The densely forested country of Bhutan officially absorbs more carbon dioxide than it emits, and some commentators say that it should be used as an example to other countries of how to become carbon-neutral.

The Himalayan state’s landmass is 70 per cent forest, which acts as a carbon sink, absorbing an estimated three times as much CO2 as the country of 750,000 people emits.

Although the country’s achievement is largely due to its relatively undeveloped state, and the fact that it is blessed with a natural abundance of forest, the government has taken sustainability into its own hands by no longer measuring progress in terms of GDP growth, but by “Gross National Happiness”, which is focused on protecting Bhutan’s natural environment – its constitution commits the country to ensuring that at least 60% of its landmass is forested.

The country also banned logging exports in 1999, and almost all of its electricity comes from hydropower stations located at its mountain streams, selling the excess it produces to neighbouring countries.  Bhutan has meanwhile pledged to make all of its agriculture organic, and to become waste-free by 2030, and it limits mass tourism by charging a high fee for visitors to enter the country.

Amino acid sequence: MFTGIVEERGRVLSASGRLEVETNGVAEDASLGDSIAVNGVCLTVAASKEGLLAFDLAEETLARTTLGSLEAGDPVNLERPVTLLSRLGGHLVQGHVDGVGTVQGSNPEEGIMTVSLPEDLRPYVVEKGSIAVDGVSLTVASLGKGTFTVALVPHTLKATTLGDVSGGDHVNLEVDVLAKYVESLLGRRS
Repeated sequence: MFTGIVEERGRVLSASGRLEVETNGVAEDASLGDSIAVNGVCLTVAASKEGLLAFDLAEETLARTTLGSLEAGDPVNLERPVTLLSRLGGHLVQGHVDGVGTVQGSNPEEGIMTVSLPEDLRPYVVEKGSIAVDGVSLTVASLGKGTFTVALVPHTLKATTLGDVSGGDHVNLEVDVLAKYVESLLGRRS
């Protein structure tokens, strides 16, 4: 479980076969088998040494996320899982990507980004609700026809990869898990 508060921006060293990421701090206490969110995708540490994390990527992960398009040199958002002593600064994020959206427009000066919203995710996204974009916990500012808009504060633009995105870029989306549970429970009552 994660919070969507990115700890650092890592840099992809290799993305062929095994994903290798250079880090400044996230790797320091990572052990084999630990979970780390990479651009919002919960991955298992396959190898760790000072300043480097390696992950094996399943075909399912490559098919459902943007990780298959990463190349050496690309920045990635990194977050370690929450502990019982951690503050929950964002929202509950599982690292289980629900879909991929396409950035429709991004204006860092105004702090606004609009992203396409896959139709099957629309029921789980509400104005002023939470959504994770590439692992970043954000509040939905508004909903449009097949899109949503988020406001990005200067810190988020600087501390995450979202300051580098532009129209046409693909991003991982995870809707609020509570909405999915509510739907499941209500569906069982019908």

further reading…

The densely forested country of Bhutan officially absorbs more carbon dioxide than it emits, and some commentators say that it should be used as an example to other countries of how to become carbon-neutral.

The Himalayan state’s landmass is 70 per cent forest, which acts as a carbon sink, absorbing an estimated three times as much CO2 as the country of 750,000 people emits.

Although the country’s achievement is largely due to its relatively undeveloped state, and the fact that it is blessed with a natural abundance of forest, the government has taken sustainability into its own hands by no longer measuring progress in terms of GDP growth, but by “Gross National Happiness”, which is focused on protecting Bhutan’s natural environment – its constitution commits the country to ensuring that at least 60% of its landmass is forested.

The country also banned logging exports in 1999, and almost all of its electricity comes from hydropower stations located at its mountain streams, selling the excess it produces to neighbouring countries.  Bhutan has meanwhile pledged to make all of its agriculture organic, and to become waste-free by 2030, and it limits mass tourism by charging a high fee for visitors to enter the country.

further reading…